The Attorney General is opening an investigation against the former governor of the state of Guarico, Eduardo Manuitt, on allegations of corruption, and announced that he will be summoned to the court next week to be charged. Carora, December 10, 2008 (venezuelanalysis.com)– The Attorney General is opening an investigation against the former governor of the state of Guarico, Eduardo Manuitt, on allegations of corruption, and announced that he will be summoned to the court next week to be charged.
A press statement from the Attorney General’s office said that Manuitt is required to appear in the prosecutor’s office in Guarico on Tuesday, December 16, 2008.
Manuitt was originally elected with the support of President Chavez, but later switched to the opposition. He officially broke relations with the president when he supported his daughter, Lenny Manuitt, in an unsuccessful campaign for governor against the candidate of Chavez’s United Socialist Party of Venezuela, William Lara.
This is the second investigation to be opened against the governor, who is also accused of assaulting a mayor in his home state.
In a separate case, Manuel Rosales, the former governor of the state of Zulia and recently elected mayor of Maracaibo, is expected to be charged tomorrow in Caracas for alleged corruption, according to a press release from the Public Ministry. Rosales is expected to appear with his attorneys at 11am in the prosecutor’s office tomorrow, December 13.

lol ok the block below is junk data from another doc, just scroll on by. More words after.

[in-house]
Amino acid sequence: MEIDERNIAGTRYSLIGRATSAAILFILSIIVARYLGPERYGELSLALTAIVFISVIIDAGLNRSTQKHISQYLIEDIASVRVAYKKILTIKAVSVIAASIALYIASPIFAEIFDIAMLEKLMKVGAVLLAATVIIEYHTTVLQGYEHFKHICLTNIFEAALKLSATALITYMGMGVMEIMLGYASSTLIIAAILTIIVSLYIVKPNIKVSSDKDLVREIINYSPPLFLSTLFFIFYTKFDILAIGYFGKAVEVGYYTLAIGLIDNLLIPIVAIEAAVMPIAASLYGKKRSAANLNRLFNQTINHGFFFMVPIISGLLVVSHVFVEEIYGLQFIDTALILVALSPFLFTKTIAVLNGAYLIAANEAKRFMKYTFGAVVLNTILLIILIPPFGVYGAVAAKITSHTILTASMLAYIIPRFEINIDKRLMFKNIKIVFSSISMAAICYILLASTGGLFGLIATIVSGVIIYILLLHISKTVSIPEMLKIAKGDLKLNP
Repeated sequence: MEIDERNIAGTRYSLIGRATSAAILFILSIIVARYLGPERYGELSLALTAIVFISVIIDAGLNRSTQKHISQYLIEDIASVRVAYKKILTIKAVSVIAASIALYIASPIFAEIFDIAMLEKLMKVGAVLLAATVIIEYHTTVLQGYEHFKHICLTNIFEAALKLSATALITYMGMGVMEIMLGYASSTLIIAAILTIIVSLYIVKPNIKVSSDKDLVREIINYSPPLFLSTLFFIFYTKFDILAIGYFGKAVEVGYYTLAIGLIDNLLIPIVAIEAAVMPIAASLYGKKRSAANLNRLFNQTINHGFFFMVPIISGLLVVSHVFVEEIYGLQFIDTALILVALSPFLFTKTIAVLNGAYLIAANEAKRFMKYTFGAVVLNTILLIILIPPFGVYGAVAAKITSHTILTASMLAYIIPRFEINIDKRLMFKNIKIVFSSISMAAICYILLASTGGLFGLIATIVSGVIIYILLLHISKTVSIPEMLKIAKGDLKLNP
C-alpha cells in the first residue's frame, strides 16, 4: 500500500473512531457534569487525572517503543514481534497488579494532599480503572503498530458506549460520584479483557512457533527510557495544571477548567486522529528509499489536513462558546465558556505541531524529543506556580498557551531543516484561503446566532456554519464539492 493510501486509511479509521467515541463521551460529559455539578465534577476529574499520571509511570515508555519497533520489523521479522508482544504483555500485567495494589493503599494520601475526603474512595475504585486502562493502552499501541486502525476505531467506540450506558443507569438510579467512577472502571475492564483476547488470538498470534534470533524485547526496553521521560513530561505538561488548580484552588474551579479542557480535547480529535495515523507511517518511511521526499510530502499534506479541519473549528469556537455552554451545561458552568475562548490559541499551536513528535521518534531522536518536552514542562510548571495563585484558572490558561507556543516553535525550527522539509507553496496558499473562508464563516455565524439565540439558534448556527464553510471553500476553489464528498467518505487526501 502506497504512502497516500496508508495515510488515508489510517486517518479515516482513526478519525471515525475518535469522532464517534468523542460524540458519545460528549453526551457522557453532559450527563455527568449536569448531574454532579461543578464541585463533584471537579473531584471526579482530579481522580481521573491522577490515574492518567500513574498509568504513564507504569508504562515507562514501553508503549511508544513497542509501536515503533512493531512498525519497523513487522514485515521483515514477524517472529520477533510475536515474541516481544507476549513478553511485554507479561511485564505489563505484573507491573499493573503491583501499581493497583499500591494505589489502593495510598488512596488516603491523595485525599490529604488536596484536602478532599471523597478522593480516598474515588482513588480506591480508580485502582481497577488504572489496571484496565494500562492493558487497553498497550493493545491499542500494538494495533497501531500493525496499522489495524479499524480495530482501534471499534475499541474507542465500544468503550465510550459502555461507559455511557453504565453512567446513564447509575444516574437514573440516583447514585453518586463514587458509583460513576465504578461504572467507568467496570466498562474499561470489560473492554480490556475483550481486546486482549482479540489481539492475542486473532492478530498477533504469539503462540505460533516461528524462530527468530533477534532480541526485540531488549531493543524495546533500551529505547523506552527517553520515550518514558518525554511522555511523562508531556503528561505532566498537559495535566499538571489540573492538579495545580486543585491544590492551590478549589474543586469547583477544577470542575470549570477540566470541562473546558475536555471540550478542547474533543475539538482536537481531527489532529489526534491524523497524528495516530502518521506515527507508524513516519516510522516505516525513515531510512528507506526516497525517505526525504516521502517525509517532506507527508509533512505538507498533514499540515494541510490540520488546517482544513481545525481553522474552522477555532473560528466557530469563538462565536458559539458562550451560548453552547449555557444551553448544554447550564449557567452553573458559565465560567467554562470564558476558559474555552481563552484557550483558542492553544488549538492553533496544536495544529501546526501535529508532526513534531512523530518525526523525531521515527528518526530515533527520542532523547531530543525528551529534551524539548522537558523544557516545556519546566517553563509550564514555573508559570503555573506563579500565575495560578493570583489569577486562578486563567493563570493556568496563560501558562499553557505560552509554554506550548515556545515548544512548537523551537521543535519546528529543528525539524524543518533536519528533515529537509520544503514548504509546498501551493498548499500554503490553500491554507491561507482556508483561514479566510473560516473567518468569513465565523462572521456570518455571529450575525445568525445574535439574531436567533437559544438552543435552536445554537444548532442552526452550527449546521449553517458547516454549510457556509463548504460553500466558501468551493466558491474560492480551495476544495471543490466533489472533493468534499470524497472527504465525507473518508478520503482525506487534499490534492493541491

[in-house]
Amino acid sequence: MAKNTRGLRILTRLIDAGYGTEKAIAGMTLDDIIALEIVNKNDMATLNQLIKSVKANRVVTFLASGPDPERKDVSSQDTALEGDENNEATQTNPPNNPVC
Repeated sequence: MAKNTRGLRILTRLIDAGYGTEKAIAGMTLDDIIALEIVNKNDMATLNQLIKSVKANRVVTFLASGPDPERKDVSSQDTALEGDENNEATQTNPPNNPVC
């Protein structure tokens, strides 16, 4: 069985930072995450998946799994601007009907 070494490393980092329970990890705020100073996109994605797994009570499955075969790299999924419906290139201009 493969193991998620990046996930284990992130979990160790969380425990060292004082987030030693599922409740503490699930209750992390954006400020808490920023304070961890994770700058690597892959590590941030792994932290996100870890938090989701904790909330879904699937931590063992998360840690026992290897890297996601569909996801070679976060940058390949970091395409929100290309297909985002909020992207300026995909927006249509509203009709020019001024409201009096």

The subpoena was issued less than one day after Rosales was sworn in as mayor, stripping him of the immunity he enjoyed while governor of the state.
The specific charges are still unknown, but unofficial sources interviewed by the Zulia paper Panorama wouldn’t rule out violations of the Currency Exchange Law, based on televised phone conversations where Rosales referenced large quantities of dollars, in addition to three other charges related to corruption.
In other news, the National Assembly agreed to an investigation by the Interior Politics Commission into supposed irregularities committed by the governor-elect of the state of Carabobo, Enrique Salas Feo, in his inauguration ceremony.
According to Saul Ortega, the Second Vice-President of the National Assembly, Salas Feo was sworn in illegally by a “corrupt” judge who was allegedly paid by the governor-elect, instead of being sworn in by the Legislative Assembly, as provided for in that state’s constitution.
“Salas Feo just attacked the constitution of Carabobo, by not getting sworn in by the legally elected Legislative Assembly. They took over the legislative council supported by
the police and the mere six legislators they barely obtained [in the recent elections].”
The president of the National Assembly, Cilia Flores, designated the Finances Commission to investigate the allegations, and stated that “the people of Carabobo must defend the peace, and insist that the constitution and the laws are obeyed.”